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these powers are indispensable to the production of high tragedy: a position affirmed as long ago as the days of Plato; sound in the reason of the thing; and, above all, made good in the instance of Shakespeare; who was
Shakespeare, mainly because he had all the powers of the human mind in harmonious order and action, and used them all, explicitly or implicitly, in every play he wrote.
Shakespeare had one or two other senior contemporaries of whom I must say a few words, though it is not likely that they contributed much, if any thing, towards preparing him. John Lily, born in 1554, and Master of Arts in 1576, has considerable wit, some poetry; withal a certain crisp, clever, conceited mannerism of style, which caused him to be spoken of as “ eloquent and witty”; but nothing that can be properly termed dramatic talent. His persons all speak in precisely the same vein, being indeed but so many empty figures or puppets, reflecting or propagating the motions of the author himself. His dramatic pieces, of which we have nine, seven in prose, one in rhyme, and one in blank-verse, seem to have been designed for Court entertainments, but were used more or less on the public stage, chiefly by the juvenile companies. They are all replete with that laboured affectation of fine writing which was distinguished at the time as Euphuism. One of his main peculiarities stands in using, for images and illustrations, certain imaginary products of a sort of artificial nature, which he got up especially for that purpose; as if he could invent better materials for poetic imagery than ancient Nature had furnished! Still, it is not unlikely that we owe to him somewhat of the polish and flexibility of the Shakespearian dramatic diction: that he could have helped the Poet in any thing beyond mere diction it were absurd to suppose.
I have already spoken of Thomas Lodge as joint author with Greene of a good-for-nothing play. We have one other play by him, entitled The Wounds of Civil War,
and having for its subject “the true tragedies of Marius and Sylla," written before 1590, but not printed till 1594. It is in blank-verse; which however differs from the niost regular rhyming ten-syllable verse in nothing but the lack of consonous endings. - Lodge is chiefly memorable in that one of his prose pieces was drawn upon for Shakespeare's As You Like It.
We have now reached the time when Shakespeare's hand had learnt its cunning, so far at least as any previous examples could teach it. Perhaps I ought to add, as showing the prodigious rush of life and thought towards the drama in that age, that, besides the authors I have mentioned, Henslowe's Diary supplies the names of thirty other dramatists, most of whom have propagated some part of their workmanship down to our time. In the same document, during the twelve years beginning in February, 1591, we have the titles recorded of no less than two hundred and seventy pieces, either as original compositions, or as revivals of older plays. As all these entries have reference only to Henslowe's management; and as, during that period, except for some short intervals, he was concerned with the affairs of but a single company; we may
thence conceive how vastly fertile the age was in dramatic production.
After all, it is hardly possible for us to understand how important a part dramatic exhibitions played in the life of “merry England in the olden time.” From a very early period, the interest in them was deep, general, and constant; it grew with the growth of civilization; it became complicated with all the mental, moral, and social habitudes of the people; and, in fact, whatever “seed-points of light" got planted in the popular mind had no way but to organize themselves into that shape. Those old plays, such as they were, with their rude, bold attempts to combine religion and mirth, instruction and sport, may almost be described as having been the nerves upon which the whole mental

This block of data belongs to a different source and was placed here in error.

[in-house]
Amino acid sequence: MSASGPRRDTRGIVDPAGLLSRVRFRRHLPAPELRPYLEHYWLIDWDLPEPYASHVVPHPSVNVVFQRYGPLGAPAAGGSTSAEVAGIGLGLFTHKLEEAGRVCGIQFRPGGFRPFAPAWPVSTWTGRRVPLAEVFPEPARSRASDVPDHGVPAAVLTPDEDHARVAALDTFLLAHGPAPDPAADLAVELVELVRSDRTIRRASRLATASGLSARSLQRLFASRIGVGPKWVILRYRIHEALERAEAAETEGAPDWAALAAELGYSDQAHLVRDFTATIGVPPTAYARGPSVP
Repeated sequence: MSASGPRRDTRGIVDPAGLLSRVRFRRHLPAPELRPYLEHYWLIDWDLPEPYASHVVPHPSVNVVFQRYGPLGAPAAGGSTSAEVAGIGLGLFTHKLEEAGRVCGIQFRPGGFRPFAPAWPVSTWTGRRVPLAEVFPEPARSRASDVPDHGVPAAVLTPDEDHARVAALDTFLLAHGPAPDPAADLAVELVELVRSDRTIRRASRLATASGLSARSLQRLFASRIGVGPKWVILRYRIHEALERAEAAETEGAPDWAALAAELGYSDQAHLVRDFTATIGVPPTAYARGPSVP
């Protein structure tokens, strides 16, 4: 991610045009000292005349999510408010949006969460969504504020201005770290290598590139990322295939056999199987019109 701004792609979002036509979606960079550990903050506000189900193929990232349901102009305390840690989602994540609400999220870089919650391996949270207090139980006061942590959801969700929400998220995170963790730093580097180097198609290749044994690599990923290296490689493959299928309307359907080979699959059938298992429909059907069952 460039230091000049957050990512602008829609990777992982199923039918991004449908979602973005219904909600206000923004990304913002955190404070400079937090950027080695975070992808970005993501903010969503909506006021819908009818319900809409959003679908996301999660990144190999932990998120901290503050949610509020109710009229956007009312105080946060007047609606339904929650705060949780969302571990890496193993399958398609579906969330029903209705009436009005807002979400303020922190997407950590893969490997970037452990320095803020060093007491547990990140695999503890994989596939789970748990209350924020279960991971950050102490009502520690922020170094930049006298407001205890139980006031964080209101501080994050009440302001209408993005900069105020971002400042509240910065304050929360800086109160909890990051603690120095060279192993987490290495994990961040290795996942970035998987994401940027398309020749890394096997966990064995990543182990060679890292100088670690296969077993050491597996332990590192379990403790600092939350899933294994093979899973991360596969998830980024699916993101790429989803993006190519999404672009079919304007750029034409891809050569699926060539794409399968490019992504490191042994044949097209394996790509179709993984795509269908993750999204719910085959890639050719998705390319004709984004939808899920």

character of the nation formed itself. The spirit which began so early to work in them kept on asserting itself more and more strongly from age to age, till the Drama became emphatically a popular passion; as indeed must always be the case before any thing deserving the name of a National Drama can possibly arise. And it is quite surprising how long this spirit, so universal and so intense, was restrained from putting on so much of institutional form and expression as is implied in having buildings erected or adapted for its special use and service. For we have thus far heard of nothing in the character of temples provided for the liturgies of the Dramatic Art.
The spirit in question, however, did at last reach such a measure of strength, that it could no longer be restrained from issuing in a provision of that sort. The play-house known as the Blackfriars was established in 1576, and was owned and run by the company to which Shakespeare afterwards belonged. Two others, called The Theatre and The Curtain, were probably started about the same time, as we find them in operation in 1577. Before the end of the century, the city and suburbs of London had at least eight more in full blast. And there were, besides, ever so many strolling companies of players carrying the mysteries of their craft into nearly all parts of the kingdom. So that the Drama may well be judged to have been, in the Poet's time, decidedly a great institution. In fact, it was a sort of fourth estate of the realm ; nearly as much so, indeed, as the Newspaper Press is in our time. Practically, the Government was vested in King, Lords, Commons, and Dramatists, including in the latter both writers and actors; the Poet thus having far more reason than now exists for making Hamlet say to the old statesman, “ After you death you were better have a bad epitaph, than their ill report while you live.”